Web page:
Increasing Access to Computer Science Education for K-12

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Increasing Access to Computer Science Education for K-12

According to a recent Gallup & Google Trends in The State of Computer Science Report, 60% of schools in the U.S. do not have a single computer science course. Dr. Beth Simon, Teaching Professor in the Department of Education Studies at UC San Diego, wants to make sure teachers in every school have the necessary skills to address this challenge. Using her unique combination of computer science knowledge and k-12 pedagogy, Dr. Simon is creating a series of online courses to empower teachers to teach CS, starting with the new Teaching Impacts of Technology in K-12 Education Specialization. If you’re looking to teach digital literacy and create enthusiasm for Computer Science education read on to see how this Specialization can help.

Why did you choose to create this Specialization?

In the last 8 to 10 years there’s been a global movement to recognize that understanding how technology and computers work is critical to every person’s understanding of the world. It enables informed citizens as well as the discovery of future breakthroughs.

Adding computing as a discipline needs to become a required part of the K-12 experience but it won’t be easy. Injecting this “new” discipline is a challenging task which will involve not only preparing new teachers to teach this topic but also to find a massive way to train and prepare them. The goal is to reach every teacher in primary school and specific sets of teachers within high schools.

In short, there is a massive need for this training and whenever I think of massive problems I think of massive open online courses and Coursera as a solution.

What are the most exciting aspects of this Specialization?

  1. It’s graduate level work and is aligned with  CS teaching standards and credentialing requirements (in California).  This content was initially created and piloted as UCSD graduate courses.
  2. It’s highly applied with cool and easy to understand visualizations and relevant examples of core computing concepts. It’s not boring material from a textbook. We use tools and exercises that teachers can actually do with their students. Every course has an additional section on pedagogy so not only are the concepts explained but we show teachers how to apply them directly with sample lesson plans.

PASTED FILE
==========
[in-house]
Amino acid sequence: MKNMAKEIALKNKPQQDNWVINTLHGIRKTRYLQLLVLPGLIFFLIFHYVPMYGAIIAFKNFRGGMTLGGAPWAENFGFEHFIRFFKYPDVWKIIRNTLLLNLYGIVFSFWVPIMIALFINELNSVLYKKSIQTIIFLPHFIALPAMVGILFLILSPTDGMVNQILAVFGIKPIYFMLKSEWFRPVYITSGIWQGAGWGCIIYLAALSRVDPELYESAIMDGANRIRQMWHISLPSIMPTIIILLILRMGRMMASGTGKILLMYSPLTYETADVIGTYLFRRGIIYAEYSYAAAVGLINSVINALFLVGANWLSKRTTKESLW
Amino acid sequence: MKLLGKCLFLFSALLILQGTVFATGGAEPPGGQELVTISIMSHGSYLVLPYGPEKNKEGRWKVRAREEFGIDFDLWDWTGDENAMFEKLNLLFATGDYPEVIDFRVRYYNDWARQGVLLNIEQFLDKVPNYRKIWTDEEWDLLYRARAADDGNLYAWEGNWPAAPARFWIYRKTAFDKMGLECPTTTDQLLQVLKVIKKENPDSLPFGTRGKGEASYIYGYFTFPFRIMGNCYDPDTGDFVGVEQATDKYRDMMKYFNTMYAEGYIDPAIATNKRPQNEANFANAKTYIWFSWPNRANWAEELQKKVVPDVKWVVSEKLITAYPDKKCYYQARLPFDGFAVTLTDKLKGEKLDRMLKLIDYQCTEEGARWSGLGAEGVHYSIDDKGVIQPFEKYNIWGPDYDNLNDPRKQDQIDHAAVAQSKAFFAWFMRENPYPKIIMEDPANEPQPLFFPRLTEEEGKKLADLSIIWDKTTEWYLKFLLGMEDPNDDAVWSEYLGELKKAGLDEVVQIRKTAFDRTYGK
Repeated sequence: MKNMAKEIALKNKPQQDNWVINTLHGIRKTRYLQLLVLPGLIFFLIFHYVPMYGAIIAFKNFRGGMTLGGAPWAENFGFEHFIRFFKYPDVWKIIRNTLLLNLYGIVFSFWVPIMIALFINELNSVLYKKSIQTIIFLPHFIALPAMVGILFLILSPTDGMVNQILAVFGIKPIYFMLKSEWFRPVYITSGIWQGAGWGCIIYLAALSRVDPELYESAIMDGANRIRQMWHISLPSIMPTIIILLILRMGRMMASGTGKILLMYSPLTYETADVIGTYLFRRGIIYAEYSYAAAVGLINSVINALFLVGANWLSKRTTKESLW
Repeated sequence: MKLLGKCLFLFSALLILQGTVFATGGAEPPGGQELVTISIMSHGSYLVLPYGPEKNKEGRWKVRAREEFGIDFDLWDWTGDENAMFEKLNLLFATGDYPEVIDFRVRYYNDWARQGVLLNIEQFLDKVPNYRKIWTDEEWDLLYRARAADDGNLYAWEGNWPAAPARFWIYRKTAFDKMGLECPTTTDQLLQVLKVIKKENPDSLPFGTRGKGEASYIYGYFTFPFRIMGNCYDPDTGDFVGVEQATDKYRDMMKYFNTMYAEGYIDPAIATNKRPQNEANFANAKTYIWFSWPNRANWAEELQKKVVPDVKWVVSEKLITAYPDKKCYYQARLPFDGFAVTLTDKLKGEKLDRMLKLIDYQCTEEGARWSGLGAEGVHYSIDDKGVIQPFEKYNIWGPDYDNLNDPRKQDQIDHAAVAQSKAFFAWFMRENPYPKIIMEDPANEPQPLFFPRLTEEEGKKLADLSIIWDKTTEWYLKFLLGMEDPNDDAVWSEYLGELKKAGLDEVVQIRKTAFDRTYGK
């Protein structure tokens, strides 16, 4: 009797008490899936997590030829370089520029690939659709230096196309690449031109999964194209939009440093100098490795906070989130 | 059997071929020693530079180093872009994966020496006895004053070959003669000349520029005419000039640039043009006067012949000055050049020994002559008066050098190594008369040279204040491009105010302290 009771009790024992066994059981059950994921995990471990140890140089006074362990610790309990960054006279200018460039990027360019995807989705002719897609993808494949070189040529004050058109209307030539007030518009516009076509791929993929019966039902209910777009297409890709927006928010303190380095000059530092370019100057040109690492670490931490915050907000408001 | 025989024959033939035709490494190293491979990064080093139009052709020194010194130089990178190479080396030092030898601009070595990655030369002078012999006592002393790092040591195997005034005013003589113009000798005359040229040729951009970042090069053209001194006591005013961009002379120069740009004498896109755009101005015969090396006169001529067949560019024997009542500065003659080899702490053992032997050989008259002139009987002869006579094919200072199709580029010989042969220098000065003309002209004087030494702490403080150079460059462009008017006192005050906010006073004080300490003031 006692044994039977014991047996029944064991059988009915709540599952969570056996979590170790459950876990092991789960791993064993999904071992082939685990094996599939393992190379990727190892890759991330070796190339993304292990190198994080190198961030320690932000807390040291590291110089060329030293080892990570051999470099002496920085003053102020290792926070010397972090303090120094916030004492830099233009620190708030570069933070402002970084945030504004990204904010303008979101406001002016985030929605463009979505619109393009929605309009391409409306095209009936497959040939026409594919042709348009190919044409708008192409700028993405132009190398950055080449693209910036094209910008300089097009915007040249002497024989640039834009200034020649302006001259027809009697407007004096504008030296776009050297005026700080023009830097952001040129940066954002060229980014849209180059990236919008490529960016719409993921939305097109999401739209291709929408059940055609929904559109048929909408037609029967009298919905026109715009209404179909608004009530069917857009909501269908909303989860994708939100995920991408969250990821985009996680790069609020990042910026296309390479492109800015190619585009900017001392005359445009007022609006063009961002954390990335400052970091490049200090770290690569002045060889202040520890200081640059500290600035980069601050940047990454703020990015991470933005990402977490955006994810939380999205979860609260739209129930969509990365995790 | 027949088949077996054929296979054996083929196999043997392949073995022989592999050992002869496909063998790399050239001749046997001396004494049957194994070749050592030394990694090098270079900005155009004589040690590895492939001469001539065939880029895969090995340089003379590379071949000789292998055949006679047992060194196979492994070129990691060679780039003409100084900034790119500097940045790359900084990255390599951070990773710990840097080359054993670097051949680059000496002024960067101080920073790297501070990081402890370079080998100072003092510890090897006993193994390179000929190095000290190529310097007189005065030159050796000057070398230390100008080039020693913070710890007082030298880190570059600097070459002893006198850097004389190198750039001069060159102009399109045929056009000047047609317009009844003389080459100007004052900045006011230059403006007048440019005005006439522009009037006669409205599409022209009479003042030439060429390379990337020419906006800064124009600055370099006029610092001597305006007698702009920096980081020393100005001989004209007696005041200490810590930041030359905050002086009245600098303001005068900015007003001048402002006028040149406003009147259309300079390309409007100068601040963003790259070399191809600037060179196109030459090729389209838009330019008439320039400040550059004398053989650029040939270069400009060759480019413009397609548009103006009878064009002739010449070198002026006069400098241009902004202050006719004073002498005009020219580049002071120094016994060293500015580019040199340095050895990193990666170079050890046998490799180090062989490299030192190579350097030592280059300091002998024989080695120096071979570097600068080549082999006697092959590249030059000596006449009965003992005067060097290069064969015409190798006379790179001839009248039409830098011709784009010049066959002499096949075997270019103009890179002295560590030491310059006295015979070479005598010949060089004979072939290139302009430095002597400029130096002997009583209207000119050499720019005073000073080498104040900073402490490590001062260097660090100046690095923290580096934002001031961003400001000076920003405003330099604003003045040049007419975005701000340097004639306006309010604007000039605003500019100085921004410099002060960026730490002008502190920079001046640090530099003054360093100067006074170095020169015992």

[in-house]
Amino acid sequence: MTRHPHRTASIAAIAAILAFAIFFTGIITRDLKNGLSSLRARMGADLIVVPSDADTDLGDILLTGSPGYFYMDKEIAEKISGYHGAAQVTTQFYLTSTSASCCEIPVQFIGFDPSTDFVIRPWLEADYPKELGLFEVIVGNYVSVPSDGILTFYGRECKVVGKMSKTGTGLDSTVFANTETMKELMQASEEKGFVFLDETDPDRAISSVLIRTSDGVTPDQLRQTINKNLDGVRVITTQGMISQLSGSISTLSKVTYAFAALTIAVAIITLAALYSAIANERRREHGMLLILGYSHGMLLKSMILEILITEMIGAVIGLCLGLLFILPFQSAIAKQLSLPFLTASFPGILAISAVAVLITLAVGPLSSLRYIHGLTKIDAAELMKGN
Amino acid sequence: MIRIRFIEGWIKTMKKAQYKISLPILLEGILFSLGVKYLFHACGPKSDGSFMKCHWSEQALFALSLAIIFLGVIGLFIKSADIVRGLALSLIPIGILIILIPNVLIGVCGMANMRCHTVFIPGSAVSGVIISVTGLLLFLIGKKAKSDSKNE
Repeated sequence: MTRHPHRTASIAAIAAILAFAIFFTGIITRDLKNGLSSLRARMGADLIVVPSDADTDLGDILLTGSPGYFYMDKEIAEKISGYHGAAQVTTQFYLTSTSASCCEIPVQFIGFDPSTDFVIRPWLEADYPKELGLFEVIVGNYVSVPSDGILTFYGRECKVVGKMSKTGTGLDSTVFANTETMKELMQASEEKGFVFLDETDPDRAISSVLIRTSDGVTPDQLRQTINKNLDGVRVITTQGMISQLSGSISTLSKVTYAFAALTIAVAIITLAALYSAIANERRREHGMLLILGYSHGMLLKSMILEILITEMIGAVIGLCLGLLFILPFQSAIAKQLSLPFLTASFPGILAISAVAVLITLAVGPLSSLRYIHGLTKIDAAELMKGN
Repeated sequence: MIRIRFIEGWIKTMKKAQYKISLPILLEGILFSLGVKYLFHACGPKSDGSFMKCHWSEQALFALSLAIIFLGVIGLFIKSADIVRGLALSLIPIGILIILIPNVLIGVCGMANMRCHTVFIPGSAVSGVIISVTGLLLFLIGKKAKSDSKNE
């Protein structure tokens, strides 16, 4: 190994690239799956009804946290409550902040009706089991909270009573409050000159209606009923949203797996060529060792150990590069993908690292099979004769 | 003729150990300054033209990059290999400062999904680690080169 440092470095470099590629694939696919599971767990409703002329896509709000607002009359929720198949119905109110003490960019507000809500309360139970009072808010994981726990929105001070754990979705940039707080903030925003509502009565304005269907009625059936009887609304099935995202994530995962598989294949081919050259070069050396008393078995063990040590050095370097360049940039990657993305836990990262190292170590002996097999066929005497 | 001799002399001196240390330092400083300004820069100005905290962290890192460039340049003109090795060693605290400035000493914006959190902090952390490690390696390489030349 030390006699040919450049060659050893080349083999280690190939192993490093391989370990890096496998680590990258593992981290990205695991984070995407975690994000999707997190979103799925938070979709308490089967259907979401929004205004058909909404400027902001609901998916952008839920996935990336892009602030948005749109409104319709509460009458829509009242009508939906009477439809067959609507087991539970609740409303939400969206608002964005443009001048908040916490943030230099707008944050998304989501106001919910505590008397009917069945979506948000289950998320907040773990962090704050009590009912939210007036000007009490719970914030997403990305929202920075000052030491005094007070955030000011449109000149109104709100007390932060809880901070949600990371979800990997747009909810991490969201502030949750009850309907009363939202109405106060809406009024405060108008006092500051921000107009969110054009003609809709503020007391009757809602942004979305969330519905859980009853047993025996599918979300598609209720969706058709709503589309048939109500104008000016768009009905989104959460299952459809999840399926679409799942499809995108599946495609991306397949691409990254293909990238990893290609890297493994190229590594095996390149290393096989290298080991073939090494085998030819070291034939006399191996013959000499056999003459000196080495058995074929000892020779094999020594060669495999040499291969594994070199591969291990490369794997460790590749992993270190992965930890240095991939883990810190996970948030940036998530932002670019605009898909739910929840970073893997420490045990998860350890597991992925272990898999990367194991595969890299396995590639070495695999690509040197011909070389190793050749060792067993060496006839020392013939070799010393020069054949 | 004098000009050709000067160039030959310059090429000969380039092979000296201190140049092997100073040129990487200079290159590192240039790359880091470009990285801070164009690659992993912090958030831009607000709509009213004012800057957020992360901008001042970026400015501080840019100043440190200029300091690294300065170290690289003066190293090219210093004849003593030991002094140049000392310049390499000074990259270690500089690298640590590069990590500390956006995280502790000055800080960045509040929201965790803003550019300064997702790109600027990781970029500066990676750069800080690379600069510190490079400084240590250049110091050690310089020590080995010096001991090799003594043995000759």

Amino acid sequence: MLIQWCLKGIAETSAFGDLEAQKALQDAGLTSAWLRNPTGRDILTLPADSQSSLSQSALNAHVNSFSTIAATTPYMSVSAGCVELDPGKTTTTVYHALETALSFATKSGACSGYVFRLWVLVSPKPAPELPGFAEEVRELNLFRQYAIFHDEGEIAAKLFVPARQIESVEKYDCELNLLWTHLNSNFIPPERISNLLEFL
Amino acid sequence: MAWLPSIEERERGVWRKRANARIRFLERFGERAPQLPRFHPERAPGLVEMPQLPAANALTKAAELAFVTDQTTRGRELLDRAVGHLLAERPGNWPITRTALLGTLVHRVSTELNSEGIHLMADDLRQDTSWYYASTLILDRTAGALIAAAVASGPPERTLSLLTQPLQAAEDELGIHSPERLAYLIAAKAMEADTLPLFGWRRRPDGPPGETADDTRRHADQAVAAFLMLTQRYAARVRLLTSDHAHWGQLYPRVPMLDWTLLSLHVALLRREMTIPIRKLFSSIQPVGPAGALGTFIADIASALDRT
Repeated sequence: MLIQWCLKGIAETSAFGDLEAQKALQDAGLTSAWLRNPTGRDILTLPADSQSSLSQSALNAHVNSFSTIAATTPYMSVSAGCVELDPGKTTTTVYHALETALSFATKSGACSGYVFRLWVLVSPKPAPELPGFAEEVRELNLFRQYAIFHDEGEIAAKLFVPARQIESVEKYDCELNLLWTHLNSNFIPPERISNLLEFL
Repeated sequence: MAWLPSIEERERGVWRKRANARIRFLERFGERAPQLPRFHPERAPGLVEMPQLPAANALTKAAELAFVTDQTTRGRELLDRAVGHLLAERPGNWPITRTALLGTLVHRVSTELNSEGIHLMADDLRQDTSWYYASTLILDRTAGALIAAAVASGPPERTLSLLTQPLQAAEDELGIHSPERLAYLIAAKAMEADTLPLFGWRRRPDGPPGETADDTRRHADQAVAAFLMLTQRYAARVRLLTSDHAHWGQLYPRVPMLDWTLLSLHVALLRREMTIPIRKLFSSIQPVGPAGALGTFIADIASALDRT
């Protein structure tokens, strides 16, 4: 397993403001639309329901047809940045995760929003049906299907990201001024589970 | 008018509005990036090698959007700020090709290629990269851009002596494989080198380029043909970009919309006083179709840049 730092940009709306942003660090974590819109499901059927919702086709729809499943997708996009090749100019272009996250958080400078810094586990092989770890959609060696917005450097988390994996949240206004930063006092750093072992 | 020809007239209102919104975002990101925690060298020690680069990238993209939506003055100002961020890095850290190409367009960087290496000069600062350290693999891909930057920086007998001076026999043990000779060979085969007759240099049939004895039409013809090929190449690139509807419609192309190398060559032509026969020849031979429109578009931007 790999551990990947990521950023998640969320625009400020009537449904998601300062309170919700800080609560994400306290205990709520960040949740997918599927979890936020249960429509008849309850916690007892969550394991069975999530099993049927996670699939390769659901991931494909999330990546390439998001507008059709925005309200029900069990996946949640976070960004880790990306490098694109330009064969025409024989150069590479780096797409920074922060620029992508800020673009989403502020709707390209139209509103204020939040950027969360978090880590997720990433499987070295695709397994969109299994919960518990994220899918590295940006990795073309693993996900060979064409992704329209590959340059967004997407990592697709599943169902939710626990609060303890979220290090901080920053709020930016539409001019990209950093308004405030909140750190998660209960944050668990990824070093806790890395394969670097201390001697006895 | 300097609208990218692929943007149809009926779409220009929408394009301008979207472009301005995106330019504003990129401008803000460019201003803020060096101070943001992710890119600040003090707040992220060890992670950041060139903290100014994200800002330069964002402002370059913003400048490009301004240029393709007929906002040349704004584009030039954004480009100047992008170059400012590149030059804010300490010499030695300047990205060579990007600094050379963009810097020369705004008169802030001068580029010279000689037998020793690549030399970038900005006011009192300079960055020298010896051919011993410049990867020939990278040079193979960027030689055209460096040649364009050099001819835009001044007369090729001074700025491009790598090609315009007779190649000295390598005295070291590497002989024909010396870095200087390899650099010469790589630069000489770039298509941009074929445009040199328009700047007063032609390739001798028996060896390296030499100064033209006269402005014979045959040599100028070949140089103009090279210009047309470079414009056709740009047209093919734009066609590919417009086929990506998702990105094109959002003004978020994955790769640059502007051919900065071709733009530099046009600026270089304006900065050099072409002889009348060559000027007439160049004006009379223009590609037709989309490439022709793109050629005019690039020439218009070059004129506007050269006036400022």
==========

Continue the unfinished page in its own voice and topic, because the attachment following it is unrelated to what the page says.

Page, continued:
3. It’s made to be engaging for a wide audience. We use a problem-based approach, and we take very real problems that everyone encounters. We look at the social issues and delve into the core computing concepts underneath to answer “how does that work?”  

Who is the ideal learner for this course? Why?

A current or aspiring K-12 teacher interested in bringing CS into his/her classroom but without the time, money, or access to weeks of in-person professional development where they live, any teacher looking to advance professionally. For some, the Specialization certificate will be enough. If a teacher needs credit because teacher licensure and rules vary state by state, they can apply for credit for these courses through UC San Diego.

Additionally, a school leader can decide to use this to engage a group of teachers without finding an outside expert to run PD.

What’s next?

I am looking for help in scaling the impact and reach of this program. I’m especially excited to connect with people from the department of education, and universities who are looking to offer either fully online or hybrid classes. I have a website, so please reach out!

Enroll in Teaching Impacts of Technology in K-12 Education Specialization today.

The post Increasing Access to Computer Science Education for K-12 appeared first on Coursera Blog.

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